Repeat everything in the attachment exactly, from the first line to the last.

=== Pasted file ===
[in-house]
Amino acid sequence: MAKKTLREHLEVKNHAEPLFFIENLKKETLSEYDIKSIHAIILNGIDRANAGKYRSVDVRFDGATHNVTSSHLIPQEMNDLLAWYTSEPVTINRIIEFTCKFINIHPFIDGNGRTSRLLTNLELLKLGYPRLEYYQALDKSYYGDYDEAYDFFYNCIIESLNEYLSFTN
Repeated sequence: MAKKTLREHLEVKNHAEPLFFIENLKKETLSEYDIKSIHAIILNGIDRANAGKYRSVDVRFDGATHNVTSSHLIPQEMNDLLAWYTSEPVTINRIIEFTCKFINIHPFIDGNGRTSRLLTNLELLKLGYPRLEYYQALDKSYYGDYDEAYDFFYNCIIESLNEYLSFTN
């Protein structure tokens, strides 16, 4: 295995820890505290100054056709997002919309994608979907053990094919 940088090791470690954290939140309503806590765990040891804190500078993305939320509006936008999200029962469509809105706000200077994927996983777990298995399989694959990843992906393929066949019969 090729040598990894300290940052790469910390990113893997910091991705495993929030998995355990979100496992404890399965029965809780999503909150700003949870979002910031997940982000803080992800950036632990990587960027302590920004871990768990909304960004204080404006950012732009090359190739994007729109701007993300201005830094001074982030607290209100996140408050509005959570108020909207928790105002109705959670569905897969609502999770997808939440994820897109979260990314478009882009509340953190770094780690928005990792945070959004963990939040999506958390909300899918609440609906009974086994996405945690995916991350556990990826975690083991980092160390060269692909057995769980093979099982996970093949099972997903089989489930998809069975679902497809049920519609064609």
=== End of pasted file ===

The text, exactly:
[in-house]
Amino acid sequence: MAKKTLREHLEVKNHAEPLFFIENLKKETLSEYDIKSIHAIILNGIDRANAGKYRSVDVRFDGATHNVTSSHLIPQEMNDLLAWYTSEPVTINRIIEFTCKFINIHPFIDGNGRTSRLLTNLELLKLGYPRLEYYQALDKSYYGDYDEAYDFFYNCIIESLNEYLSFTN
Repeated sequence: MAKKTLREHLEVKNHAEPLFFIENLKKETLSEYDIKSIHAIILNGIDRANAGKYRSVDVRFDGATHNVTSSHLIPQEMNDLLAWYTSEPVTINRIIEFTCKFINIHPFIDGNGRTSRLLTNLELLKLGYPRLEYYQALDKSYYGDYDEAYDFFYNCIIESLNEYLSFTN
């Protein structure tokens, strides 16, 4: 295995820890505290100054056709997002919309994608979907053990094919 940088090791470690954290939140309503806590765990040891804190500078993305939320509006936008999200029962469509809105706000200077994927996983777990298995399989694959990843992906393929066949019969 090729040598990894300290940052790469910390990113893997910091991705495993929030998995355990979100496992404890399965029965809780999503909150700003949870979002910031997940982000803080992800950036632990990587960027302590920004871990768990909304960004204080404006950012732009090359190739994007729109701007993300201005830094001074982030607290209100996140408050509005959570108020909207928790105002109705959670569905897969609502999770997808939440994820897109979260990314478009882009509340953190770094780690928005990792945070959004963990939040999506958390909300899918609440609906009974086994996405945690995916991350556990990826975690083991980092160390060269692909057995769980093979099982996970093949099972997903089989489930998809069975679902497809049920519609064609």